Article by Robert Gellman: “After decades, we still talk about the role of notice and choice in privacy. Yet there seems to be broad recognition that notice and choice do nothing for the privacy of consumers. Some American businesses cling to notice and choice because they hate all the alternatives. Some legislators draft laws with elements of notice and choice, either because it’s easier to draft a law that way, because they don’t know any better or because they carry water for business.
For present purposes, I will talk about notice and choice generically as consent. Consent is a broader concept than choice, but the difference doesn’t matter for the point I want to make. How you frame consent is complex. There are many alternatives and many approaches. It’s not just a matter of opt-in or opt-out. While I’m discarding issues, I also want to acknowledge and set aside the eight basic Fair Information Practices. There is no notice and choice principle in FIPS, and FIPs are not specifically important here.
Until recently, my view was that consent in almost any form is pretty much death for consumer privacy. No matter how you structure it, websites and others will find a way to wheedle consent from consumers. Those who want to exploit consumer data will cajole, pressure, threaten, mystify, obscure, entice or otherwise coax consumers to agree.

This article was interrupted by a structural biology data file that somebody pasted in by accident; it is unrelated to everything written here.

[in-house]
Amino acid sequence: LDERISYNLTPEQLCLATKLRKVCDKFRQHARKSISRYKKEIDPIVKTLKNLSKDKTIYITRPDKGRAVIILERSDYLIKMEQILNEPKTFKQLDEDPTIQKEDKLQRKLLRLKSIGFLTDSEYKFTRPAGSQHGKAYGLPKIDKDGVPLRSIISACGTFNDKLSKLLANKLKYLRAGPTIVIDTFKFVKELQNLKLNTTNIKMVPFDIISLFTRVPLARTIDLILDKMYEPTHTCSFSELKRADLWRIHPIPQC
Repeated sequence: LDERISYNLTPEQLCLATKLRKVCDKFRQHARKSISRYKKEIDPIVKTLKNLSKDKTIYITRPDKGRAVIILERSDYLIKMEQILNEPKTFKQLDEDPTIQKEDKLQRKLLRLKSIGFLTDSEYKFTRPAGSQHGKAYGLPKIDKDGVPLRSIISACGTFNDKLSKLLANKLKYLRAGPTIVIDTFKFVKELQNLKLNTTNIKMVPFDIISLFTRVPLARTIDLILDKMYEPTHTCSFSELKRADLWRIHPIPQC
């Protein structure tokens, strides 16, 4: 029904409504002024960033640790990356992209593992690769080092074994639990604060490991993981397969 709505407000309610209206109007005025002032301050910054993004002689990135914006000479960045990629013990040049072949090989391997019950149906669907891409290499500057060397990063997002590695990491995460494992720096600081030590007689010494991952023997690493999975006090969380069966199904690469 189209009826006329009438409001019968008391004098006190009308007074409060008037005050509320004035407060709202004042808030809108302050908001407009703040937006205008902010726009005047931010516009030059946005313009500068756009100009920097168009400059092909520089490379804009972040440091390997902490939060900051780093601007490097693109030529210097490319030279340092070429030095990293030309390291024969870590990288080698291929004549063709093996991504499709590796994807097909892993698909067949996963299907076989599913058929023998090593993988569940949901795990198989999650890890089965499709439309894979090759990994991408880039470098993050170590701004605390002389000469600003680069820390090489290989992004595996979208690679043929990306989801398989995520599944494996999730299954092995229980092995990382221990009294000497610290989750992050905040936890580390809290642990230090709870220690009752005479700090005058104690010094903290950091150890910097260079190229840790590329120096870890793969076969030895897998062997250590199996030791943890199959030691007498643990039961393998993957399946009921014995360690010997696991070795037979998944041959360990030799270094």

Suddenly, I’m not as sure of my conclusion about consent. What changed my mind? There is a new data point from Apple’s App Tracking Transparency framework. Apple requires mobile application developers to obtain opt-in consent before serving targeted advertising via Apple’s Identifier for Advertisers. Early reports suggest consumers are saying “NO” in overwhelming numbers — overwhelming as in more than 90%.
It isn’t this strong consumer reaction that makes me think consent might possibly have a place. I want to highlight a different aspect of the Apple framework….(More)”.